Is Anybody Out There?

In a tale all too familiar to HM group leaders, whether they head two- or three-physician services or the large, multistate hospitalist companies, Heather Bellow, MD, FAAP, is trying to recruit a pediatric hospitalist to her midsize Midwest town.

Her sales pitch, though, seems to focus more on the bounties of Lansing, Mich., rather than the work to be done as the fourth full-time member of Sparrow Hospital Inpatient Pediatric Services. Dr. Bellow often talks up the culture, lifestyle, and the vibrant atmosphere Michigan State University provides the community. And yet, she struggles to find new hires.

Her story is the new norm: Group directors outside the nation’s largest markets agree that they often work for months at a time to recruit hospitalists. Some relent and hire a steady string of residents from nearby institutions. Others throw money at the problem, only to lose those well-paid hospitalists to other groups that throw more money at the problem. The problem is particularly acute in secondary- and tertiary-population areas, where hiring managers often find themselves battling each other for the same hospitalists.

Who’s Hiring Whom?

Recruitment is a two-way street. Groups need to have a clear hiring plan before they start interviewing, and candidates should take ownership of their job search. Inpatient Management Inc. of St. Louis offers these tips:

  • Employers should have a clear understanding of their practice culture, the work-life balance it affords, practice style, and patient volumes.
  • HMGs need to target “the” candidate, not “a” candidate. Type-A personalities might not be the best fit for HMGs with a business-casual approach.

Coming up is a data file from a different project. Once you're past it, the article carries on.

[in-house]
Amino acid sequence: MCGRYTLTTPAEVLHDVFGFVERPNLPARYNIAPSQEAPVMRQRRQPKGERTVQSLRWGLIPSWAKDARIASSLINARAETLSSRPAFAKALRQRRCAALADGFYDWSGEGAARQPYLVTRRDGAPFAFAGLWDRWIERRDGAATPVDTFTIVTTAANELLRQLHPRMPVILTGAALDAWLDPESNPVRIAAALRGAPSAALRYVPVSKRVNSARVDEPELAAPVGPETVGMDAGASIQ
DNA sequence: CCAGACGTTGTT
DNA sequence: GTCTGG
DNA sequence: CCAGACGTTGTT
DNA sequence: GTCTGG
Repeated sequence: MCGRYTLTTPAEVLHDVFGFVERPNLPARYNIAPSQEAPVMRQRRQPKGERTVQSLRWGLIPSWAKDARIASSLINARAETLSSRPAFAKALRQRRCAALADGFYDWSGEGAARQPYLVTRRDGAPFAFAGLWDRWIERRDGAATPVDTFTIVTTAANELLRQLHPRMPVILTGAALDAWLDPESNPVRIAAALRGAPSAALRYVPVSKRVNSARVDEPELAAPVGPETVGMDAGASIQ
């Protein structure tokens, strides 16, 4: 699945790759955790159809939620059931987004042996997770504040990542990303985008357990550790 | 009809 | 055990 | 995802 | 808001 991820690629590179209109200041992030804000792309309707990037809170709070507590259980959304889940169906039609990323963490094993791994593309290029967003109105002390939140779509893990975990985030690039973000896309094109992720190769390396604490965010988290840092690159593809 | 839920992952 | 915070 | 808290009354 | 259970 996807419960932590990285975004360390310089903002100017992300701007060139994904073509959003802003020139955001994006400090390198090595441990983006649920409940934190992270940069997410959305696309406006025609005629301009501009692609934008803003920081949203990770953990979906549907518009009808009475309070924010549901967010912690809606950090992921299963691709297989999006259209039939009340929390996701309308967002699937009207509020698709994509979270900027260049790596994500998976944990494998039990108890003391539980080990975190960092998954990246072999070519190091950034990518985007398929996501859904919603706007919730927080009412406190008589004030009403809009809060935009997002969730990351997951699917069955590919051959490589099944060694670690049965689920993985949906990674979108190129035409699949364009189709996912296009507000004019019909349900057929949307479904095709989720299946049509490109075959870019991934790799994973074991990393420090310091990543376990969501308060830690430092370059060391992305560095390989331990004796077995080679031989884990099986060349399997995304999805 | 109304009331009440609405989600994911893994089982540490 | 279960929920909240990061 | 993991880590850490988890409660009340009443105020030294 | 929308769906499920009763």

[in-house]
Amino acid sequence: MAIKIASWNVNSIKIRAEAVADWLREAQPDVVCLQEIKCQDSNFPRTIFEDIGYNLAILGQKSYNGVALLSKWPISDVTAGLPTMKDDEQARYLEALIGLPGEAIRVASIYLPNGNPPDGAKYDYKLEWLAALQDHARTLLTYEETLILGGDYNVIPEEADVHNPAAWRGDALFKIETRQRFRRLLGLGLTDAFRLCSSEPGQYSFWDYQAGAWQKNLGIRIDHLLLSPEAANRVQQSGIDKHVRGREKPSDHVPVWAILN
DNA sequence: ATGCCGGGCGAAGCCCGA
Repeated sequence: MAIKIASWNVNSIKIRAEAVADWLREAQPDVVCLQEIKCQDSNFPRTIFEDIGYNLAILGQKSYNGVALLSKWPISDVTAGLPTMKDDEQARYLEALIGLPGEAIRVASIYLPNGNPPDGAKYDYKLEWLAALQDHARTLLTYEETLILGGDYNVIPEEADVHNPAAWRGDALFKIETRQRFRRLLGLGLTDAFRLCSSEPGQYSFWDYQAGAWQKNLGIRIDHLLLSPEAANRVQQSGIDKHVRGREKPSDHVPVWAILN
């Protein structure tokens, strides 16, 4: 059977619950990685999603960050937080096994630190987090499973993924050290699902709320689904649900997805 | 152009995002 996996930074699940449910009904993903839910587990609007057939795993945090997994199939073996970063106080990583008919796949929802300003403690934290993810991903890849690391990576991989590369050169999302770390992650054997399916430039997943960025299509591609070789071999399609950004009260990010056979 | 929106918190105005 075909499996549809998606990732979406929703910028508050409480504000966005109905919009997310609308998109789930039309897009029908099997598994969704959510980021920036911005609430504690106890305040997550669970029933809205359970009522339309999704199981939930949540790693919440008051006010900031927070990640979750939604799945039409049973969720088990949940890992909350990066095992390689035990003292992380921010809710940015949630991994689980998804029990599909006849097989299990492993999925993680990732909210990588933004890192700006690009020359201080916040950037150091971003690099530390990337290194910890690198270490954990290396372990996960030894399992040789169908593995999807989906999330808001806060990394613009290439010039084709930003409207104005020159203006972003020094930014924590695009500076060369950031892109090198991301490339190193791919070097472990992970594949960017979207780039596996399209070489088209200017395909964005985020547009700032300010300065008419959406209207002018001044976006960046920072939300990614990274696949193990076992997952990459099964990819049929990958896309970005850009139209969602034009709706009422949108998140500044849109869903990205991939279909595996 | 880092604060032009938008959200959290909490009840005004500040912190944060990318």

• Directors need to do their homework. Pre-interview assessments, review resumes for red flags, follow through on reference checks: All are basic and effective tools.
  • Hospitalists need to know their boundaries. Determine your perfect situation, then decide the parameters of employment. Know the things you are willing to compromise on and the things that are deal-breakers.
  • Job-seekers, do your homework, too. Research the practice you are interviewing with; check out patient volume; talk to the potential employer’s physicians.
  • Money isn’t everything. A signing bonus is nice, but if the fit isn’t right, it probably won’t be worthwhile to uproot and move across the country. If the job is right, the money tends to be less of a factor.—RQ

“That’s the million-dollar question,” Dr. Bellow says. “How do you find that outside person that’s willing to come to small-town USA? I really don’t know.”

About Richard Quinn

Richard Quinn is an award-winning journalist with 15 years’ experience. He has worked at the Asbury Park Press in New Jersey and The Virginian-Pilot in Norfolk, Va., and currently is managing editor for a leading commercial real estate publication. His freelance work has appeared in The Jewish State, The Hospitalist, The Rheumatologist, ACEP Now, and ENT Today. He lives in New Jersey with his wife and three cats.

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